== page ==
The state inspectors at Pleasant View found that one resident who was known to experience hallucinations and delusions and to behave aggressively was admitted to an area reserved for COVID-negative residents, but with a COVID test pending, and took to wandering the facility’s halls. The resident’s test eventually came back positive.
The report also says that the nursing home’s director of nursing had resigned in April, but administrators did not inform state health officials, as required by regulation. And it describes insufficient staffing levels to meet required patient-to-staff ratios and monitor all residents.
Rebecca Travels, Pleasant View’s administrator, hung up on a Sun reporter calling about the findings.
At Carroll Lutheran Village, inspectors found in early June that residents were being treated for COVID-19 without established care plans, which are required to be developed for each patient. Some staff members also told inspectors they had not recently received hand hygiene training.
Carroll Lutheran has had 59 confirmed cases among residents and staff and 12 deaths, state data shows.
Ken Connelly, vice president of operations for Lutheran Social Ministries of Maryland, said the facility has not reported any new cases in 33 days and is “taking the corrective steps necessary to ensure we are in full compliance with state regulations.”
“Without a doubt, wearing masks and other PPE as required, practicing social distancing guidelines, and following stringent infection control protocols at all times is vital to protecting our residents and staff, whose safety and health remain our priority,” he said in a statement.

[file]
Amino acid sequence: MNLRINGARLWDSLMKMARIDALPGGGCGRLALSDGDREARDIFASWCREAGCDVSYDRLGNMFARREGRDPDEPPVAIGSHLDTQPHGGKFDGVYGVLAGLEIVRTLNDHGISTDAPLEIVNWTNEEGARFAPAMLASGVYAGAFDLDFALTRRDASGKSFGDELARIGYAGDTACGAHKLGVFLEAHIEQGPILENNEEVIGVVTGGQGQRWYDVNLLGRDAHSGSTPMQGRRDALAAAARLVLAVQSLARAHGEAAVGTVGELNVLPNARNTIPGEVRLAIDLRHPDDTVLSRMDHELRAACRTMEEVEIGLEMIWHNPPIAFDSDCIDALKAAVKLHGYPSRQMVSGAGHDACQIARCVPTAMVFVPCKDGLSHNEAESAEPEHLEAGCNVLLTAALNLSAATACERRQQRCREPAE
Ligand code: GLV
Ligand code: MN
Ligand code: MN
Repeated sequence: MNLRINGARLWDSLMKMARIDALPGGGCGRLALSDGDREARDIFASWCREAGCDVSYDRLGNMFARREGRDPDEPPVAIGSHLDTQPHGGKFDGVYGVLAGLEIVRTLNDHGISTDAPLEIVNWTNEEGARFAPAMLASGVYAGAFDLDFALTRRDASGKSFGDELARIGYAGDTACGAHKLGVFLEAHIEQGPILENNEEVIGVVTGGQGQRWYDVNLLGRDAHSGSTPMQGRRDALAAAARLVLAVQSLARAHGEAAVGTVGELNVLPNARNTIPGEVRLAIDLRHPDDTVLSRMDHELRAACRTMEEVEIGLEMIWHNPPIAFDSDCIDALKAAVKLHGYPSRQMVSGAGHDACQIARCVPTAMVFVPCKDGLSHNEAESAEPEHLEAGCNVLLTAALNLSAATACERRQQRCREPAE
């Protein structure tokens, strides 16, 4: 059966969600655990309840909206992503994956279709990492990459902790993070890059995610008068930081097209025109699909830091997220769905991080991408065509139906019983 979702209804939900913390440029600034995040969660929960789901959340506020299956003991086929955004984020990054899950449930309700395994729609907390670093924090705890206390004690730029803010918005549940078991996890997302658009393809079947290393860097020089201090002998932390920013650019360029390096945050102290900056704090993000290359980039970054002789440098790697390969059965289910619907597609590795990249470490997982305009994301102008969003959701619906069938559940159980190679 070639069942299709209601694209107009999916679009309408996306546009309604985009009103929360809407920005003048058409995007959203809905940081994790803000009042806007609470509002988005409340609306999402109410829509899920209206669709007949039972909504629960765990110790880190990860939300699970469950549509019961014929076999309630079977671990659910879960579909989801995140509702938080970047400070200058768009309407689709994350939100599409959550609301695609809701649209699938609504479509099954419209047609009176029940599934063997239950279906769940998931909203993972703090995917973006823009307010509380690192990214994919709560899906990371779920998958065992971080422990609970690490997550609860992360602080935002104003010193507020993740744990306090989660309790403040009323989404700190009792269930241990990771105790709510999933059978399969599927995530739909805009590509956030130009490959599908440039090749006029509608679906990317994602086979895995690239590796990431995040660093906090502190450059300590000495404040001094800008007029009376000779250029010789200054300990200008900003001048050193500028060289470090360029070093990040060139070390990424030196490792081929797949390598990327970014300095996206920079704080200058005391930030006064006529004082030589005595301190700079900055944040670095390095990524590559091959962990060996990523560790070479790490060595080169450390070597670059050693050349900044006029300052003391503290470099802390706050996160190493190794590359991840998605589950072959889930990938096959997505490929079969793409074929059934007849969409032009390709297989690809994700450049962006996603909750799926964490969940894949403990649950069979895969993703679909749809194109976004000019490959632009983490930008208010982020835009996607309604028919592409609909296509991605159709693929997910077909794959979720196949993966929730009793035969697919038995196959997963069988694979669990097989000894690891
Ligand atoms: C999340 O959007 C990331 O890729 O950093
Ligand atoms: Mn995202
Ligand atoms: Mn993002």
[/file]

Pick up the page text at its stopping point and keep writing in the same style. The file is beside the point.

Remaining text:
A survey conducted at Ellicott City Healthcare Center in Howard County from May 14-18 found issues with coronavirus infection control, including a staff member neglecting to remove protective equipment and wash their hands upon leaving a COVID-positive area. Inspectors also said they saw residents known to be COVID-positive in hallways not wearing masks.
The Ellicott City facility has had 142 resident and staff cases and 17 deaths, according to the state.
Fred Stratmann, a spokesman for CommuniCare, the nursing home’s owner, said Ellicott City Healthcare Center disputes the findings.
“We have requested informal dispute resolution with OHCQ and look forward to having the opportunity to have the matter discussed and hopefully resolved,” he said.
And at Hebrew Home of Greater Washington, inspectors said staff did not follow proper protocol in removing protective equipment during a June 17 inspection. In one case, instead of removing the equipment in a designated area, a staff member took it off in a dining area, placing a used gown into a plastic bag and setting goggles and a face mask on a dining table that the staff member then used for his or her lunch break.
A spokesperson for Charles E. Smith Life Communities, which operates the nursing home, could not be reached for comment.
The state inspection reports, released to The Baltimore Sun after a Public Information Act request, included a report for two inspections conducted this month at FutureCare Lochearn in northwest Baltimore, site of one of the state’s largest outbreaks with 257 cases, resulting in 24 deaths.
“This survey did not identify non-compliance with Federal or State requirements related to infection control,” the cover letter concluded.
Regulators have not reported any deficiencies there during the pandemic.